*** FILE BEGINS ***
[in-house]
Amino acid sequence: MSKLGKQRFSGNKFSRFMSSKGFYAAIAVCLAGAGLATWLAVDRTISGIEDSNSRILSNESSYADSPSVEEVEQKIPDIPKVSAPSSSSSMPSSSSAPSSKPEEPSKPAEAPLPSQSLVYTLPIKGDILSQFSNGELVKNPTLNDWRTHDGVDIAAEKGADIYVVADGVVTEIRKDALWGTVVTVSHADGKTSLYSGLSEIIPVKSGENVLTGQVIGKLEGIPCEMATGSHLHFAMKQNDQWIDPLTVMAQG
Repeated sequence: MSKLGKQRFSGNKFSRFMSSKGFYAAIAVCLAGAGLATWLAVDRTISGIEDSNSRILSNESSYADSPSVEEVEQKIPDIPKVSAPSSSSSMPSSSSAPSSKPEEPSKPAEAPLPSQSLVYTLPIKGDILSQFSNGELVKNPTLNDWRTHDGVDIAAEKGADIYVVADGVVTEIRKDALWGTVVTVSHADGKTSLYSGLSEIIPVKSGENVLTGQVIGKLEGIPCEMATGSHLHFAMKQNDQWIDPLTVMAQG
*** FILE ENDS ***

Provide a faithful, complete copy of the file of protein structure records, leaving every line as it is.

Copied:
[in-house]
Amino acid sequence: MSKLGKQRFSGNKFSRFMSSKGFYAAIAVCLAGAGLATWLAVDRTISGIEDSNSRILSNESSYADSPSVEEVEQKIPDIPKVSAPSSSSSMPSSSSAPSSKPEEPSKPAEAPLPSQSLVYTLPIKGDILSQFSNGELVKNPTLNDWRTHDGVDIAAEKGADIYVVADGVVTEIRKDALWGTVVTVSHADGKTSLYSGLSEIIPVKSGENVLTGQVIGKLEGIPCEMATGSHLHFAMKQNDQWIDPLTVMAQG
Repeated sequence: MSKLGKQRFSGNKFSRFMSSKGFYAAIAVCLAGAGLATWLAVDRTISGIEDSNSRILSNESSYADSPSVEEVEQKIPDIPKVSAPSSSSSMPSSSSAPSSKPEEPSKPAEAPLPSQSLVYTLPIKGDILSQFSNGELVKNPTLNDWRTHDGVDIAAEKGADIYVVADGVVTEIRKDALWGTVVTVSHADGKTSLYSGLSEIIPVKSGENVLTGQVIGKLEGIPCEMATGSHLHFAMKQNDQWIDPLTVMAQG